32. A Soldier's Mother September 26, 2011 at 10:30 pm #

    It is interesting reading about your feelings and your relationship with Israel. I am, I think, like your husband. For me, my love affair with Israel began when I was 13 years old and has never faltered. I do believe every Jew belongs in Israel and more importantly, would be happier for it. I do believe that Israel is both holy and the Promised Land and most of all, I believe it is mine.

    More, I believe that it is a gift that I have given my children. It was my husband who was the reluctant one; the one who sacrificed, as you have, to come here. I started my blog 4 years ago, much for the same reason you have started yours. I needed a place to write on my own about how I felt. For me, it was never about aliyah. My challenge was watching my oldest son (and then my second son) go into and through the army.

    Interestingly enough, I was never afraid to live here. I lived in fear in America – the fear of a woman on a street at night alone. I was doing nothing wrong and yet could never know when or if something would come out of the dark to attack. I came to Israel and left that fear behind. My children are free here in a way they never were in America – free to have independence without my constant fears that they would be hurt, taken, etc.

    I look forward to reading about your journey – because that is what we are all on. I think you’ll find your journey will be, like mine, a roller coaster of ups and downs and moments of calm.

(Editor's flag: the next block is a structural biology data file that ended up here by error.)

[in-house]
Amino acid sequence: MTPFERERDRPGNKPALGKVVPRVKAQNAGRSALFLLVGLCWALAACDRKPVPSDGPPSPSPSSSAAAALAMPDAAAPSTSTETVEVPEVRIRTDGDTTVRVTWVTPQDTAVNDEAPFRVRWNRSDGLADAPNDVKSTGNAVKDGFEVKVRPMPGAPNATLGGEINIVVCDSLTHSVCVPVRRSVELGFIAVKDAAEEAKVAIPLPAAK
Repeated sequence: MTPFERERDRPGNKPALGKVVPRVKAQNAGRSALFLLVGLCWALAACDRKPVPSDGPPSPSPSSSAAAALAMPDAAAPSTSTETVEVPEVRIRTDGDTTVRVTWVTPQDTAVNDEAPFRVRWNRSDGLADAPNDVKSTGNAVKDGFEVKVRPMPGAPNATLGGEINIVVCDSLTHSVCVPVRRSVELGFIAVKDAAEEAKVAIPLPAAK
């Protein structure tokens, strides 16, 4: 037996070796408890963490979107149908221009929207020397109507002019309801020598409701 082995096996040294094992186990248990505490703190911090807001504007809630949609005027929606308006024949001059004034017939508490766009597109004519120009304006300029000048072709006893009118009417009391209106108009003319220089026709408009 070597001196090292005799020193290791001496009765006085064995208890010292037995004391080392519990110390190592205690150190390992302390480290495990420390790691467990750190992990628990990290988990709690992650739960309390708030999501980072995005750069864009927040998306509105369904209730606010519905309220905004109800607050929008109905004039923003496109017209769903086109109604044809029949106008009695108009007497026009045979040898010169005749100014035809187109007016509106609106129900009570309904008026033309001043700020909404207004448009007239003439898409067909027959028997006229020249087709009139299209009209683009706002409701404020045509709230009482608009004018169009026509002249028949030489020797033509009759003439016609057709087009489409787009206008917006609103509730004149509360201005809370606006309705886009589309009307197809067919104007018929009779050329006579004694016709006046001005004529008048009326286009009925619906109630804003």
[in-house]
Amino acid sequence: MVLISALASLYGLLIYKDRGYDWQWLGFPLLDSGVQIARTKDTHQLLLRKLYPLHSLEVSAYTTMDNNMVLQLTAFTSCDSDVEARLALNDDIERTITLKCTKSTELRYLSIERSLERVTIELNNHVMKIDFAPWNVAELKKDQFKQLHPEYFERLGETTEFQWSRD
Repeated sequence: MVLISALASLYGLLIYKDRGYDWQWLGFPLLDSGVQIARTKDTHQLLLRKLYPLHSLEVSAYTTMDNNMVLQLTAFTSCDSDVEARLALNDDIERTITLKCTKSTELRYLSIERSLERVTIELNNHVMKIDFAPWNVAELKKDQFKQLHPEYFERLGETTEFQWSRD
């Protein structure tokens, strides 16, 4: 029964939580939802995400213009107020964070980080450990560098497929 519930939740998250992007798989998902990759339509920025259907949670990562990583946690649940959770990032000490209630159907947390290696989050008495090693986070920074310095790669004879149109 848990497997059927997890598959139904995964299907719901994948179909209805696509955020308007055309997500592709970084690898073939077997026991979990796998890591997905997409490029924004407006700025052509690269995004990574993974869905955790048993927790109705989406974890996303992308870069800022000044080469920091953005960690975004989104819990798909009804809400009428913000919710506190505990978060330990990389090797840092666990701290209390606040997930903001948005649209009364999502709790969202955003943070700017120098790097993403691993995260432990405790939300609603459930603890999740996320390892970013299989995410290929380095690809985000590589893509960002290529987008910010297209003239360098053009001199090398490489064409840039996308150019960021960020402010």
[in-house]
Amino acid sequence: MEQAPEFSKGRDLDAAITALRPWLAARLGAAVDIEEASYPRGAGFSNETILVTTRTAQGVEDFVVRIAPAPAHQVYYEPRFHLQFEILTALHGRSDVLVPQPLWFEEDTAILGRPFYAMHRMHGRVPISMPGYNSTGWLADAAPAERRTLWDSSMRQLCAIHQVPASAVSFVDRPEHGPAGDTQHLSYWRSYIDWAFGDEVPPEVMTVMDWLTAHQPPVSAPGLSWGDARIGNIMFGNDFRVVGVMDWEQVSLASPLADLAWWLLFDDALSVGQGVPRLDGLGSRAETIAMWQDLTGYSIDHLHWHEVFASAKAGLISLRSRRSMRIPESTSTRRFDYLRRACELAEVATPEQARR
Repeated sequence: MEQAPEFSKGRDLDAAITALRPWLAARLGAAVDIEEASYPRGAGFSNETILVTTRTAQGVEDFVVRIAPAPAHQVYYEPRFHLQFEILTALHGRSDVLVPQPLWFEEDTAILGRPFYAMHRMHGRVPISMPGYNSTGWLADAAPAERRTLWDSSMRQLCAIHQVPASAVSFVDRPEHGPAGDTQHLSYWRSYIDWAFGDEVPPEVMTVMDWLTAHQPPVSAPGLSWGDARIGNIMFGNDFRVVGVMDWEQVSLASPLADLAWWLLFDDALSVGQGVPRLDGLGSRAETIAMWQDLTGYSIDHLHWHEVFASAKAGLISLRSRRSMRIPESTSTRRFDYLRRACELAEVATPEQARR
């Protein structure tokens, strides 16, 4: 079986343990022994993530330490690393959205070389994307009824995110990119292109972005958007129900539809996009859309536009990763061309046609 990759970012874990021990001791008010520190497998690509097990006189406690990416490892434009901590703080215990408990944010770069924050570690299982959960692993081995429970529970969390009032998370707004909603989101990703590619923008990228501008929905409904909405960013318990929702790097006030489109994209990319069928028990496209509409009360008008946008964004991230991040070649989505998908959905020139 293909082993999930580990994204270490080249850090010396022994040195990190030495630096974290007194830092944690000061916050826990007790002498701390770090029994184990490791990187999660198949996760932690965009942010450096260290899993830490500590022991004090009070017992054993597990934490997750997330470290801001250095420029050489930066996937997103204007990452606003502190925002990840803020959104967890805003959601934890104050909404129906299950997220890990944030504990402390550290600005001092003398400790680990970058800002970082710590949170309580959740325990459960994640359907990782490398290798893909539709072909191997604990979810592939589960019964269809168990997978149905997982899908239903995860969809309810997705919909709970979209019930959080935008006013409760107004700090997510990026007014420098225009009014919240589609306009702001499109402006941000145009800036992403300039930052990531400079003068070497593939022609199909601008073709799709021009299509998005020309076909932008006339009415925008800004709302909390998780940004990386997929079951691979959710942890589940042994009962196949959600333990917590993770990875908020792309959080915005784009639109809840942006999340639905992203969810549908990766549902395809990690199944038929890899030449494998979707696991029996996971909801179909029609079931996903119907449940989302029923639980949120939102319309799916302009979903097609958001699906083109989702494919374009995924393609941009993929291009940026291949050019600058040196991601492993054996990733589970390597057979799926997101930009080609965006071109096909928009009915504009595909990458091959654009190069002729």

Shana tova – may your coming year (and all the years) be filled with only ups and flats…your son and I connected on Twitter. I think you are doing a great thing by supporting his love of Israel. He’s very proud of you and your blog!

    • Jennifer Lang September 27, 2011 at 12:03 pm #

      Thank you so, so much for reading and for sharing your view. It’s always good to hear both sides. Shana tova
      Jennifer

  33. Aurélie July 1, 2013 at 9:50 pm #

    Dear,

    I am reading your blog time to time, but I haven’t read this post until today.
    How great this post is… I really enjoyed reading it and really like the perspective.

    Will take it as a great example, you are someone amazing and have a amazing open-minded family, the way you are open to the world is an example.

    I loved living in your family, learn, share. This is one of the best experience I had in my life!

    It brought me to discovering Israel, a place I didn’t expect to visit, which I did not expect to be like I lived it. Was one of my best trip and I will come back there for sure.

    Thanks a lot and take care.
    Bisous